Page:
Seven Glasgow MPs have signed a letter to the Lord Advocate to request a fatal accident inquiry (FAI) into three asylum seekers’ recent deaths.
Lead signatory Chris Stephens MP said an inquiry would address public concerns and avoid such tragedies happening again, speaking to BBC Scotland Monday.
Referencing the deaths of Adnan Elbi, Mercy Baguma and Badreddin Abadlla Adam, Stephen said an FAI “may very well find that the key thread going through it is the challenges of the asylum system and how asylum seekers have been treated during Covid-19”.
An FAI is held in the public interest and is a public examination of the death’s circumstances before the sheriff. The idea is to establish the cause of death and its time, place and circumstances.
Baguma was a Ugandan-born asylum seeker found dead in her Glasgow flat, near her crying child. One housing group has said Baguma was virtually destitute while authorities have declared the cause of death is unascertained.
Elbi was also found dead in his room in the guest house owned by the Mears Group, a Home Office contracted asylum landlord. He was allegedly forcibly moved during the pandemic.
Baguma was also due to be moved to other accommodation, said Stephens, “Our view is that there is a clear thread and that is how the asylum process and system is treating asylum seekers.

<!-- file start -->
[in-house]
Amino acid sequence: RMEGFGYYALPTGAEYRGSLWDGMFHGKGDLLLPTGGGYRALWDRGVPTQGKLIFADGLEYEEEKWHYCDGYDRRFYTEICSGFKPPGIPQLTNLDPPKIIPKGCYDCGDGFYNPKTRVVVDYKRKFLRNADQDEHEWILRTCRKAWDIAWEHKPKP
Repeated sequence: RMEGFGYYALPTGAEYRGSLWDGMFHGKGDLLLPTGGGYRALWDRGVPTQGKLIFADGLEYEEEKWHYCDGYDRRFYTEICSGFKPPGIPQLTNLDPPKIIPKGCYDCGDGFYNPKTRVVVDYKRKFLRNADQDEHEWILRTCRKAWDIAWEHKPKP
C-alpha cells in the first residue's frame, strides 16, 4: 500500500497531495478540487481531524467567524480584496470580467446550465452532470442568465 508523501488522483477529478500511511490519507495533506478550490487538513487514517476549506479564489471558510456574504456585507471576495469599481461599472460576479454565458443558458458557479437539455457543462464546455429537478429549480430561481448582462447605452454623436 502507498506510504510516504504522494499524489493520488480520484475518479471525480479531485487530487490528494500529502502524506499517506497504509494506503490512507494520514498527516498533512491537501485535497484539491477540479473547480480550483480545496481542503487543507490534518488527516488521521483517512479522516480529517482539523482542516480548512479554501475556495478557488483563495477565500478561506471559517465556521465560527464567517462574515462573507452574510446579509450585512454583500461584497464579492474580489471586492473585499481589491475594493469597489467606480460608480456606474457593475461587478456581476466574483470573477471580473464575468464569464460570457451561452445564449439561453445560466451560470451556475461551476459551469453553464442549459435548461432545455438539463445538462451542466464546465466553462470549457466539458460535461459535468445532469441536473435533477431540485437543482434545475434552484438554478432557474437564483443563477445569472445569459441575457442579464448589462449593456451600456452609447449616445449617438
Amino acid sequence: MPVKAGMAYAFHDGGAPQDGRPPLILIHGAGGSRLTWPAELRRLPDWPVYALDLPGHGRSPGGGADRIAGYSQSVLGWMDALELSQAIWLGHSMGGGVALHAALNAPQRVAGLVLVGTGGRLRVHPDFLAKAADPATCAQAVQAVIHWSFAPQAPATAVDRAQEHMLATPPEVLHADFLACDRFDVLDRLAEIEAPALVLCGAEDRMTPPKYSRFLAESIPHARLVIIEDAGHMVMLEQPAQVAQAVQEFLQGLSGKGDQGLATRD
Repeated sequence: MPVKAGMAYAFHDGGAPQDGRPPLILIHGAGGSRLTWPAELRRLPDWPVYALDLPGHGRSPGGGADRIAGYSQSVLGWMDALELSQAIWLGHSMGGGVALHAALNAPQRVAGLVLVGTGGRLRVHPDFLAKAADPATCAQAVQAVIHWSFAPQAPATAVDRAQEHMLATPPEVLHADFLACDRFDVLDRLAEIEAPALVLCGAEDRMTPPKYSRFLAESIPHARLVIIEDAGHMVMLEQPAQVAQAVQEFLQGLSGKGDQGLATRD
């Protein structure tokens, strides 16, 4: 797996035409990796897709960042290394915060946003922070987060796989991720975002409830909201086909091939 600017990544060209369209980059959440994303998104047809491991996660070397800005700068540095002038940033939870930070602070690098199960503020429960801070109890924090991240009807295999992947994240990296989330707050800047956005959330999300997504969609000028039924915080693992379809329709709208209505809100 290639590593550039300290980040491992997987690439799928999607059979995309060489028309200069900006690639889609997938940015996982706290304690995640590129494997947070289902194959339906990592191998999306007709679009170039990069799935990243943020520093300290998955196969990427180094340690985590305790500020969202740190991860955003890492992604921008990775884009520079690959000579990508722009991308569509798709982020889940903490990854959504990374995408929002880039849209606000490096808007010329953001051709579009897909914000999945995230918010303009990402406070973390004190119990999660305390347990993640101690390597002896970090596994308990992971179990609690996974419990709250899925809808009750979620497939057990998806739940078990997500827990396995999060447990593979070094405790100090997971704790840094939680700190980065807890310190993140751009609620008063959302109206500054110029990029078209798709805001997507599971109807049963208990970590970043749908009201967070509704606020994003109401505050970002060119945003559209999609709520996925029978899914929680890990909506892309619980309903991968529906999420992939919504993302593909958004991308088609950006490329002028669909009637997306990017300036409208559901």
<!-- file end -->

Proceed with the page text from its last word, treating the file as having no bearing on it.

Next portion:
“We’ve seen evidence that the BAME community has suffered most during COVID”, he added, “we know in some of these circumstances people feel when they’ve been placed in other accommodation that they feel as if they’re going through another detention.
“We certainly feel that the lack of monies been given to asylum seekers is exacerbating poverty and destitution for asylum seekers in Glasgow.”
Asylum seekers can claim around £37 a week, a place to live, or sometimes both. Stephens claimed those in hotel accommodation don’t receive any money.
Concerns around using hotels to house asylum seekers have arisen, due to mental health impacts, particularly after Sudan-born Badreddin Abadlla Adam went on a stabbing rampage at the Park Inn Hotel. The group moved around 350 asylum seekers from flats into hotels at the start of the pandemic, but the Home Office said such measures are under review.
“Certainly we feel there’s a public interest here to find out what has caused these deaths”, said Stephens, “and whether the asylum system itself is partly responsible”.